(Confession: This subject is never far from my mind, and this article was months in the writing. I send it forth not because it’s finished or has “truth,” but in order to light a match under someone else’s thinking.)
I slipped out of the house this afternoon with no particular destination in mind.
I drove to the mall, a mile from my house. I’d not been inside Dillard’s Men’s Store in six months, and I’m always on the lookout for their sales. The “Gold Label” dress shirts are the best anywhere, but I buy them only when they’re half price or less. Today, I bought two shirts that had originally sold for $115 for $9.95 each. Even if they don’t work out–always a possibility with me–I’ll pass them along to nice people at Goodwill.
Then, I stopped at McDonald’s which is a few blocks from home. Inside I ordered a small caramel mocha and sat in the back reading a “business” book I’d bought on sale in Office Depot several weeks ago. That book and one other, bought for 3 dollars each, had been waiting in the trunk of my car for the right moment . Today was that moment.
Note: I love to read outside my field. I’ll find an insight that works for a sermon or has an application for pastoral ministry, and feel confident no one else is using it.
Tracey Kidder’s “Truckload of Money” tells about an entrepreneur who made a billion dollars with his computer savvy, then went out and started over. The insights on every page about how he dealt with people are easily worth the price of the book.
After a few chapters, I came home and turned on the laptop. What I’m writing on my website will have nothing to do with buying shirts on sale or reading a business book in McDonald’s. But these started the creative juices, and that’s all I wanted.
Here is what I have learned about this process…
–Creativity needs quiet and peace.
–It helps to get out of the routine and do something different.
–Ideas from unlikely sources will always spur the mind to thinking differently.
–I start writing without an end in mind, not knowing where this piece wiill end up. I leave it and will return to it on another day and see if anything of value has been uncovered.
–A great verse of Scripture, a jaw-dropping story, a funny incident, a great observation from a C. S. Lewis-type, that’s what gets my juices flowing and excites my brain.
I read of Sir Christopher Wren’s work with the Windsor (England) Town Hall and loved the little trick he pulled off. This great architect, who designed many of London’s greatest churches and public buildings after the great fire of 1666, was hired to design and construct a new Town Hall for Windsor. When it was finished, the mayor refused to pay the bill unless Sir Christopher added more columns to hold up the roof. When Wren pointed out that the roof seemed to be staying in place adequately with the columns he had installed, the mayor was adamant. No additional columns, no pay. So, Sir Christopher added four more columns identical to the first in every way except one: They lacked an inch reaching the ceiling. From the floor all the columns looked the same and all appeared to be load-bearing. But four were fakes.
Four columns were cosmetic only.
That story stayed with me for weeks. I wondered what there was about it that intrigued me.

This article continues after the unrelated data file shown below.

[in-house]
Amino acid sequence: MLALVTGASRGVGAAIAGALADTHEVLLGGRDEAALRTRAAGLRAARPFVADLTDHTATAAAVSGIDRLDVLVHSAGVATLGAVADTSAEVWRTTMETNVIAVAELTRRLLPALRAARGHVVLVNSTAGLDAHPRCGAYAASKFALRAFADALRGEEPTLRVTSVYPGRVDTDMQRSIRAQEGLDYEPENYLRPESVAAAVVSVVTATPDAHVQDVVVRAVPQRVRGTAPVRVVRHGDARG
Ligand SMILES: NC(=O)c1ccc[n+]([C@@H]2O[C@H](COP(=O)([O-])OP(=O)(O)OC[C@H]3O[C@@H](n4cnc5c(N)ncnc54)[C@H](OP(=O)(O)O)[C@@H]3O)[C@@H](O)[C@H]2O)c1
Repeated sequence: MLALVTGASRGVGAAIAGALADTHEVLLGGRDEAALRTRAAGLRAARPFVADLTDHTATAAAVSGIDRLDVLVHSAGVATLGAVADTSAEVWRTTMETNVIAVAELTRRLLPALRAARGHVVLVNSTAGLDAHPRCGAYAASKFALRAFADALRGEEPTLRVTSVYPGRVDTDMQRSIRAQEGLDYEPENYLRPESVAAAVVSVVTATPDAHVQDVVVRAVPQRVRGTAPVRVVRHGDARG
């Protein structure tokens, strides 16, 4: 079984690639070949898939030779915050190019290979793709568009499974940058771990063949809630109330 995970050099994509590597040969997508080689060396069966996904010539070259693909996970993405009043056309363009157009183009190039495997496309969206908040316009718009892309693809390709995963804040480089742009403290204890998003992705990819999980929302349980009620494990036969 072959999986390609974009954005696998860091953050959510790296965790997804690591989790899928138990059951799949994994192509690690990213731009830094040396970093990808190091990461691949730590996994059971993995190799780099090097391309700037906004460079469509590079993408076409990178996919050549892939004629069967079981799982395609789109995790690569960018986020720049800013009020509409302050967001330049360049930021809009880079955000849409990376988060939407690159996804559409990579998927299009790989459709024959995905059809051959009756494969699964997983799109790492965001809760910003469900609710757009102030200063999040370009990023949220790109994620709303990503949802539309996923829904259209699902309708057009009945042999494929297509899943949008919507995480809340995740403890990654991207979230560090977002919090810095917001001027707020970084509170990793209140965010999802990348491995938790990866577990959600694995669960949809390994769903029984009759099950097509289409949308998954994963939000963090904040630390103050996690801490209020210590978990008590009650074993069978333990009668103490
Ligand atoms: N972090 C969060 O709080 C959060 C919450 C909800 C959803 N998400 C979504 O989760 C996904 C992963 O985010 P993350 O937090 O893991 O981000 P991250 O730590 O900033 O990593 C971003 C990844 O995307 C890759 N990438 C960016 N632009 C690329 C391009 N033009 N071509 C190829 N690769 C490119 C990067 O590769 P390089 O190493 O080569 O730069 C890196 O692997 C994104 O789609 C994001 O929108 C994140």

Eventually I saw how it applies to structures in any society. Some are loadbearing and essential to the well-being of the people. Others are cosmetic and for appearances only. The loadbearing columns cannot be removed without endangering the whole thing, whereas the cosmetic columns may be safely removed without any danger to the structure.
In any culture, the churches and schools and hospitals, the law enforcement and fire prevention and sanitation services, are all essential. Take any one of them down and you leave a massive hole. Which agencies and activities in a city are cosmetic and for appearances only would be debatable, but might involve entertainment venues, stores selling luxury or non-essential items, clubs and associations that exist for less than serious purposes. That sort of thing.
The application? Each new generation of young folks walks onto the scene and begins pushing at columns, trying to take them down so they can make room for their own buildings. They’d better know what is essential and what is cosmetic.
That town hall still stands in Windsor, we’re told. It’s a Guildhall now.
As a teenager, I spent three summers following the mule on our small Alabama farm. I say about those days the same thing my Dad used to say about his six children, “I wouldn’t take a million dollars for one; I wouldn’t give you a dime for another.” And I noticed something one day….
From time to time, the point of my plow would snag on an underground root. If it was small, the root broke and we went ahead. But if the root was large enough, the plow could go no further and was jerked back. Toby, the mule, was abruptly yanked back while I was thrown into the crosspiece of the plow. When we recovered, I would lay the plow down, dig up the root and cut it out.
Sometimes when I am reading–Scripture, the daily paper, a book, anything–something snags my attention. A story, a paragraph, a word, and I’m hooked. My mind will not go further until I deal with it.
That’s when I know the Lord in Heaven–the Author of the Creative Arts and the Prime Role Model of Creativity!–has sent me a message.
To rush past these snags-of-life without considering what message they hold for us is to miss out on some of life’s great insights.
Slow down when you read. Listen to what you read. Think about it.
“In that Law doth he meditate day and night” (Psalm 1). That’s the idea.